51 Europeans sign for NHL

Fewer Euro players cross ocean, but number remains high

29.09.2011
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Sweden, here with Ottawa’s first-round draft pick Mika Zibanejad against Finnish goalie Richard Ullberg at the U18 World Championship, remains the top talent producer in Europe. Photo: Francois Laplante / HHOF-IIHF Images

ZURICH – 51 new European players have either signed an NHL contract or joined their NHL team this year, with a week to go until the start of the season.

Click here for the full list of NHL-Europe transfers.

This is five players, or 9% less, than one year ago, but the number remains high. Looking at the results of the past six years of the study, there have never been more Europeans in the NHL, other than 2010.

Adding to the 51 new players were five returning European players – including veterans Jaromir Jagr and Yevgeni Nabokov – down from seven last year. 13 North Americans (up from 11) returned from European leagues to sign with NHL teams.

Sweden remains the top European talent supplier with 22 players, down from a record 26 players last year. Finland has been a stable number two with a record ten players (2010: 8). Other notable countries are Russia (5), Germany (4), the Czech Republic (3), Switzerland (3) and Slovakia (2). While the numbers from Russia, the Czech Republic and Slovakia went down in the last few years, Germany and Switzerland enjoy increased player representation in the NHL.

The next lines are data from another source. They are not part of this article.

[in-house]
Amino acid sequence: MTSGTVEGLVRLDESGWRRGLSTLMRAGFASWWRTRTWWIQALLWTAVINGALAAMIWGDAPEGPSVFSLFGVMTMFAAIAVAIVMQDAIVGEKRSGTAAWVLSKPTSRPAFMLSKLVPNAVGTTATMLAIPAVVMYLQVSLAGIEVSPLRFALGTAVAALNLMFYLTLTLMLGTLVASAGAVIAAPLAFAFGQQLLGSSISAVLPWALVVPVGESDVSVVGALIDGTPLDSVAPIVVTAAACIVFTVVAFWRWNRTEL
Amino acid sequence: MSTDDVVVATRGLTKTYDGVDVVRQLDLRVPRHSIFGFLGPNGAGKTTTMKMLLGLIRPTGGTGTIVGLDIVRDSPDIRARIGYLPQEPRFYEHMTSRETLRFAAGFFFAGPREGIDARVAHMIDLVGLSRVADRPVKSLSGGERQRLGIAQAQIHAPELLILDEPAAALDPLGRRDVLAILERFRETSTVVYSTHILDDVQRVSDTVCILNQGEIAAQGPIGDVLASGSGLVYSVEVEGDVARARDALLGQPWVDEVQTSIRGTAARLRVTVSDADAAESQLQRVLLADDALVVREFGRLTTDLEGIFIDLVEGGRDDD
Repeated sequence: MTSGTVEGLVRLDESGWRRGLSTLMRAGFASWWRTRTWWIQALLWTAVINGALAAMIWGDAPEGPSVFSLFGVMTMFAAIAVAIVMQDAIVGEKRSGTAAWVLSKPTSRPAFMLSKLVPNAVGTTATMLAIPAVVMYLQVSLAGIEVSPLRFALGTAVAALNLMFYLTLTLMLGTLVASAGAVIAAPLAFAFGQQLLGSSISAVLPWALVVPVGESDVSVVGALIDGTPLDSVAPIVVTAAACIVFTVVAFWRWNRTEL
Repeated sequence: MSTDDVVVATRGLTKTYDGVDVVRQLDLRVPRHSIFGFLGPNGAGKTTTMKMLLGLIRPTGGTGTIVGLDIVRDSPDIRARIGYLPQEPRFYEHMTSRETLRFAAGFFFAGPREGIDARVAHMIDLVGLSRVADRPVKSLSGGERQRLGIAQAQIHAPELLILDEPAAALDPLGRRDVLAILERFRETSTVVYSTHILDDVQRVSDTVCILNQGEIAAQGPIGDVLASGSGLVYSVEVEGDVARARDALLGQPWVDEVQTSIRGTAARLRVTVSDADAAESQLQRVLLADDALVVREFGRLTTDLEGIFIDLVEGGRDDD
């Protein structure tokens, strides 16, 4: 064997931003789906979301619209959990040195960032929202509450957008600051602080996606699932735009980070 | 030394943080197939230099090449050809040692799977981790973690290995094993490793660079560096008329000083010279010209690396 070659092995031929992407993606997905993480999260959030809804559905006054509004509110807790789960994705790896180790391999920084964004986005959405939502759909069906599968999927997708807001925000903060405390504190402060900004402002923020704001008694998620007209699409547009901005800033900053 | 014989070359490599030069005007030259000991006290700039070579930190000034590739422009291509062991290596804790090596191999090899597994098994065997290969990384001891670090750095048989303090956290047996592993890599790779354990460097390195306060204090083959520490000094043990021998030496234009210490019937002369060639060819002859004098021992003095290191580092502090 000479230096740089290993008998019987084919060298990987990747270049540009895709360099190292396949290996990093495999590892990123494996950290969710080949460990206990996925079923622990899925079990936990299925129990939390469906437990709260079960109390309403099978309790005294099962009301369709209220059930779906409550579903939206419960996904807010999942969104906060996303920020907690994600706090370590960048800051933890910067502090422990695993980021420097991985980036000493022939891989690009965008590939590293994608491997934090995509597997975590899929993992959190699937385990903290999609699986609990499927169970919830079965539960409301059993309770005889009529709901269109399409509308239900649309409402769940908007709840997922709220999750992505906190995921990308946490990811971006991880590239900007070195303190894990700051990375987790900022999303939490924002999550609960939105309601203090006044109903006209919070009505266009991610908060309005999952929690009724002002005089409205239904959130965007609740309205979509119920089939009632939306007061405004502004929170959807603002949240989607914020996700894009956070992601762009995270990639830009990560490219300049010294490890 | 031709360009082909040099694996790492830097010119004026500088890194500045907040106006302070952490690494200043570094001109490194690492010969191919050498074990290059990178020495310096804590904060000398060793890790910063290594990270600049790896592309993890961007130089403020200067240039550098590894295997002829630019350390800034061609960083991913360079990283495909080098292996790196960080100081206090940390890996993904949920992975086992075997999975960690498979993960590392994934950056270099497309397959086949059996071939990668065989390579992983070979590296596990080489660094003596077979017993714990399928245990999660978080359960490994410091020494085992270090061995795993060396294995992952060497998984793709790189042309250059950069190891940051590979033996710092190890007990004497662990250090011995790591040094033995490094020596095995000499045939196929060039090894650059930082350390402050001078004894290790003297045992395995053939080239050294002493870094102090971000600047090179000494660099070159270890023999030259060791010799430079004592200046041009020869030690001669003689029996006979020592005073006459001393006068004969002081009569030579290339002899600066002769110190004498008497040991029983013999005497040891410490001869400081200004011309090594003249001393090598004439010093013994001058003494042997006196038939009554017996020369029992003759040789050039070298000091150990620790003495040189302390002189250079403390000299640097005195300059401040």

Denmark and France have one NHL rookie each. Forward Stéphane Da Costa could become the first French-trained NHL player since Cristobal Huet and the first skater since Philippe Bozon. The three-time World Championship participant left France as a 17-year-old to play junior hockey in the United States for three years and two years of NCAA college hockey. He already played four games for the Ottawa Senators in April after finishing his college season and before joining the French national team.

There were no new player transfers from Belarus, Latvia and Norway this year.

Not all of the new signings are participating in training camp. Some needed to be signed by their NHL teams in order to keep the player rights, but remained on loan in Europe. This trend to let European players develop in top professional leagues rather than in the AHL has come up in the last few years. This year eight Swedes and three Finnish players will play in these Northern European countries on loan.

Not all of the players in the NHL camps will make the final roster. Some were sent to the AHL or junior teams while 20 European rookies remain on the camp rosters as of September 28.

23 NHL players leave for Europe

While there are fewer European NHL rookies than last year, the number of NHL players transferring to Europe has increased.

23 players who have played at least ten NHL games last season signed with European teams including veterans like Alexander Frolov, Alexei Kovalyov, Nikolai Zherdev, Jarkko Ruutu and Rob Niedermayer. 14 out of these 23 were European players and nine North American.

Eleven out of the 23 players signed with clubs from the Russian Kontinental Hockey League (including two with Kazakhstan’s Barys Astana). Three of these players (Ruslan Salei, Karlis Skrastins, Alexander Vasyunov) were victims in the tragic plane crash in Yaroslavl.

The other destinations were Sweden (8), Switzerland (2), Finland (1) and Germany (1). More than 50 players who spent part of or the entire season on farm teams transferred to Europe, including 21 European AHL returnees.

MARTIN MERK


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